|Variables||Khat use||COR(95% CI)||AOR(95% CI)||P- value|
|Frequency of going to worship places|
|Yes||13(17.3)||62(82.7)||3.23 (1.70,6.13)||3.04(1.33, 6.94)||0.008*|
|Major depressive disorder|
NB: - * Variables that were significant in the multivariate analysis.
Table 2: Logistic regression model estimates of risk factors for current khat use in persons with mental illness in Jimma University specialized hospital (n=365).
Mental illness and other substance use related characteristics of study participants
Based on patients’ medical records, the most common primary psychiatric diagnosis was schizophrenia 131 (35.9%), followed by major depressive disorder 104(28.5%), other Psychiatric disorders mentioned were brief psychotic disorder, Postpartum psychosis, schizoaffective disorder, depressive disorder not otherwise specified_ totally accounting for 77 (21.1%), bipolar I disorder 45(12.3%), and anxiety disorders 30 (8.2%). The frequency of khat use in major depressive disorder, bipolar I disorder, anxiety disorders, schizophrenia and other psychiatric disorders were 55.8%,66.7%,73.3%,74% and 59.7% respectively. Khat use in persons with alcohol use disorders (67.6%), cigarette smokers (82.7%) and shisha users (80%) (Table 3).
|Family history of Alcoholism|
|Family history of mental illness|
|Patients’ psychiatric diagnosis
Major depressive disorder
|Other psychiatric disorder|
Table 3: Mental illness and other substance use related characteristics of current khat use in persons with mental illness in Jimma University specialized hospital (n=365).
In this cross-sectional study among psychiatric outpatients of Jimma University Specialized Hospital, the prevalence of current khat use was 64.4%. In our study, khat use is highly prevalent in males than females. The possible explanation for the observed gender differences in khat use could be due to the cultural restrictions on the use of khat in females although a higher percentage of females with mental illness were using khat in our study.
The prevalence of khat use found in our study was higher than that found in a previous hospital based study in Jimma (23%), An institution based study in Dilla (41.8%), A School based study in Bale (48%) and an institution based study inAksum (27.9%), Ethiopia [30- 33] as well as a hospital based study done in Yemen (58.2%) . This discrepancy may be due to the difference between study populations. Our study participants were recruited from outpatient psychiatry department of JUSH. Since our study participants were persons with mental illness they may highly use khat to cope up the adverse effects (sedation, hypnotic, fatigue, lethargy and so on) caused by psychotropic medications. However, our study findings were nearly similar with findings from ahospital based study carried out in Dessie, northeast Ethiopia (66.94%) . Khat use was more prevalent among male patients than female patients (75.3% vs.34.7%), which is in line with the previous Ethiopian studies from Gondar, Jimma, Ataye and Dilla [30,31,36,37].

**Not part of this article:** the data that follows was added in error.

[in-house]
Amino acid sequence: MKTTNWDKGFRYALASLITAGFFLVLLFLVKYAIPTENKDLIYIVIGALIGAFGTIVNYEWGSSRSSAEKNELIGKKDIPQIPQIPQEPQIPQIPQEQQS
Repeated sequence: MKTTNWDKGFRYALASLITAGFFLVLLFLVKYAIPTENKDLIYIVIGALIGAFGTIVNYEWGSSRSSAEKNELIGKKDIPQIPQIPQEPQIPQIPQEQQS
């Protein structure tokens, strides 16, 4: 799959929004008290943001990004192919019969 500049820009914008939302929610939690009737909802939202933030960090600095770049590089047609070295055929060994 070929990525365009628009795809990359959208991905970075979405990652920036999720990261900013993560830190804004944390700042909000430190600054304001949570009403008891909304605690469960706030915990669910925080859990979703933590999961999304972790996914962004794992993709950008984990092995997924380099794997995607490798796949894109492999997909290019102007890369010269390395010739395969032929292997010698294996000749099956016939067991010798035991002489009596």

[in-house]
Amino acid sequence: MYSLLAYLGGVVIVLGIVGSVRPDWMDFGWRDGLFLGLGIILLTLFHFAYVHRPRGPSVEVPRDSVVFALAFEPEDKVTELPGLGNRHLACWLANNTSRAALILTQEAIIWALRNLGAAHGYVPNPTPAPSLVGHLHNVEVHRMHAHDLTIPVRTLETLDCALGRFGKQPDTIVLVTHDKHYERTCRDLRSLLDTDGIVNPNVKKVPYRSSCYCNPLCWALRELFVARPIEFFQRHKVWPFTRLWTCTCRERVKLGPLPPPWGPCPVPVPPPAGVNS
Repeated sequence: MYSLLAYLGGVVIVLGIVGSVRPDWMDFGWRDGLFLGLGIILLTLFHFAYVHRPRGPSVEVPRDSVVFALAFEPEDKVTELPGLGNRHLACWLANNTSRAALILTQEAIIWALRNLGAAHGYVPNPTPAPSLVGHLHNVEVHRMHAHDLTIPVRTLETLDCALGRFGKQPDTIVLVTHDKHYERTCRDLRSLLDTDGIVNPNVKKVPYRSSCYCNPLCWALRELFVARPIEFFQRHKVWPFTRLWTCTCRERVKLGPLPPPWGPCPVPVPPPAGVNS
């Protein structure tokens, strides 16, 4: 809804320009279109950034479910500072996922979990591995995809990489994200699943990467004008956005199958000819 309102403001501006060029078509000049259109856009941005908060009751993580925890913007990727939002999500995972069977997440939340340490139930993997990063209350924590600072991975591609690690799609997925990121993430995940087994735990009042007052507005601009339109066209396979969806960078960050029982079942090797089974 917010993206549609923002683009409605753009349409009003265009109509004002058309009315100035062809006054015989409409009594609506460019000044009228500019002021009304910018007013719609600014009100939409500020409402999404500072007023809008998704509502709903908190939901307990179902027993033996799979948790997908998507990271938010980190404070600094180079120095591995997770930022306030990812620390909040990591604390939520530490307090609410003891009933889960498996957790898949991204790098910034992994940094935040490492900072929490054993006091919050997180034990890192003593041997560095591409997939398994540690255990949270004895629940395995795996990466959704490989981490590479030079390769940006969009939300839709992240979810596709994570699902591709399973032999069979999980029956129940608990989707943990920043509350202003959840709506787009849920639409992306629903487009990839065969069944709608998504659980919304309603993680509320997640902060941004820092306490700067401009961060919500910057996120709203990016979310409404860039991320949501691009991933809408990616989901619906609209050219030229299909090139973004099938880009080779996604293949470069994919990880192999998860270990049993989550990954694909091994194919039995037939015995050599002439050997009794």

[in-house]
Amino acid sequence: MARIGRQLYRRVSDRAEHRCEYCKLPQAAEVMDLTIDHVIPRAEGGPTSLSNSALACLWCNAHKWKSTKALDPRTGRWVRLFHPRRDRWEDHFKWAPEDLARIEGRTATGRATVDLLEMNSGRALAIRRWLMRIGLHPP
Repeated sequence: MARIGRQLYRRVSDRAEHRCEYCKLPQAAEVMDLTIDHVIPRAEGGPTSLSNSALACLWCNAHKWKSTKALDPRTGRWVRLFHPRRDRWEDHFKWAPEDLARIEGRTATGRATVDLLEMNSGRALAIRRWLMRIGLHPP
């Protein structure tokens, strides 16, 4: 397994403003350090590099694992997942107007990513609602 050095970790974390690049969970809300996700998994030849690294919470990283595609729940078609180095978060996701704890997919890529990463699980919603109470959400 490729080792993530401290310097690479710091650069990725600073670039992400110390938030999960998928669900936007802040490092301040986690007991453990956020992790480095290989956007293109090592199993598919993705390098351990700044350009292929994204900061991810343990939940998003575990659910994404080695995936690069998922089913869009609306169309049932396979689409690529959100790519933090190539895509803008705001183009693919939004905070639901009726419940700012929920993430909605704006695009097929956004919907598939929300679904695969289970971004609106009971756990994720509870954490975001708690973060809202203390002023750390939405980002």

Muslims had 4.3 times more likely to use khat when compared to Orthodox Christians which is consistent with a facility based study carried out in Jimma, Ethiopia . The odds of using khat in males were 5.8 times higher as compared with females. The findings in our study were comparable with a school and college based study conducted in Ataye and Bahirdar, Ethiopia [37,38].
In this study, schizophrenia (74%) was found to be the most common comorbid disorder with khat use followed by anxiety disorder (73.3%) among primary psychiatric disorders whereas the least comorbid disorder with khat use was major depressive disorder (55.8%). However, in this study the association between khat use and mental disorders was not statistically significant, which is contrary to a review of khat use in different countries [24-27]. Cigarette smokers were 3 times more likely to use khat when compared to nonsmokers which is consistent with studies from Jimma and Gondar, Ethiopia [30,36].
The cross-sectional nature of the study design does not confirm definitive cause-and-effect relationship. Social desirability bias is a potential limitation of this study as persons who use khat and other substances tend to under-report or deny their use when questionnaires are administered by interviewers. Finally, the study was hospital based; therefore precludes generalization to all patients in Ethiopia indicating a need for further study using a more representative sample of patients in the country.
In conclusion, the prevalence of current khat use in this study was high. Current use of khat was significantly and positively associated with male gender and Muslims. Therefore, actions targeting those factors are essential to effectively reduce khat use among psychiatric outpatients.
YZ contributed to the design, conduct and analyses of the research and in the manuscript preparation. GTF and WK contributed to the design, conduct and analyses of the research and in the review of the manuscript. All authors read and approved the manuscript.
We acknowledge the support of Jimma University for reviewing the ethics. We also thankful to facilitators and the study participants for their dedicated cooperation.
AOR: Adjusted odds ratios; AUDs: Alcohol use disorders; AUDIT: Alcohol Use Disorders Identification Test; COR: Crude odds ratios; JUSH: Jimma University specialized hospital; OPD: Outpatient department; SPSS: Statistical package for social sciences; WHO: World health organization
We declare that we have no competing interests.